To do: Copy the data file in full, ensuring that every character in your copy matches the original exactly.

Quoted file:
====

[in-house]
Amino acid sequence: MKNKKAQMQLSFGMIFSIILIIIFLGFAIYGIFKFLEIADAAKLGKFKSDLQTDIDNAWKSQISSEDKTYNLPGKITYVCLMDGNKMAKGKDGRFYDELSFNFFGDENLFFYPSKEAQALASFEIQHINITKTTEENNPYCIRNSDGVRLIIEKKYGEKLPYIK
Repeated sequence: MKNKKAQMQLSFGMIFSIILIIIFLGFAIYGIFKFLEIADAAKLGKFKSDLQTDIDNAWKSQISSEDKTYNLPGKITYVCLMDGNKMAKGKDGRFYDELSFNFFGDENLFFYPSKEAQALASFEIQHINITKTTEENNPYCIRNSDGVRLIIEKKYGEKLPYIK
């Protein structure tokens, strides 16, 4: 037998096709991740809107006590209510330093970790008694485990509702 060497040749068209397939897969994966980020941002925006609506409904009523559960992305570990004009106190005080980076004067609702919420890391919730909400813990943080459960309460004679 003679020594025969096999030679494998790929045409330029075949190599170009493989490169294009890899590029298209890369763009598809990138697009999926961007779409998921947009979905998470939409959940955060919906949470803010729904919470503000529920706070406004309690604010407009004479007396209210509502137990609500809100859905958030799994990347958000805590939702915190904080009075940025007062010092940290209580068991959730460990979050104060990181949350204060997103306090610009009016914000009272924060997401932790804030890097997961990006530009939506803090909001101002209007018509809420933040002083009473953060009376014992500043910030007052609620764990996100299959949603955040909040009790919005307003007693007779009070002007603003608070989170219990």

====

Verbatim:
[in-house]
Amino acid sequence: MKNKKAQMQLSFGMIFSIILIIIFLGFAIYGIFKFLEIADAAKLGKFKSDLQTDIDNAWKSQISSEDKTYNLPGKITYVCLMDGNKMAKGKDGRFYDELSFNFFGDENLFFYPSKEAQALASFEIQHINITKTTEENNPYCIRNSDGVRLIIEKKYGEKLPYIK
Repeated sequence: MKNKKAQMQLSFGMIFSIILIIIFLGFAIYGIFKFLEIADAAKLGKFKSDLQTDIDNAWKSQISSEDKTYNLPGKITYVCLMDGNKMAKGKDGRFYDELSFNFFGDENLFFYPSKEAQALASFEIQHINITKTTEENNPYCIRNSDGVRLIIEKKYGEKLPYIK
């Protein structure tokens, strides 16, 4: 037998096709991740809107006590209510330093970790008694485990509702 060497040749068209397939897969994966980020941002925006609506409904009523559960992305570990004009106190005080980076004067609702919420890391919730909400813990943080459960309460004679 003679020594025969096999030679494998790929045409330029075949190599170009493989490169294009890899590029298209890369763009598809990138697009999926961007779409998921947009979905998470939409959940955060919906949470803010729904919470503000529920706070406004309690604010407009004479007396209210509502137990609500809100859905958030799994990347958000805590939702915190904080009075940025007062010092940290209580068991959730460990979050104060990181949350204060997103306090610009009016914000009272924060997401932790804030890097997961990006530009939506803090909001101002209007018509809420933040002083009473953060009376014992500043910030007052609620764990996100299959949603955040909040009790919005307003007693007779009070002007603003608070989170219990």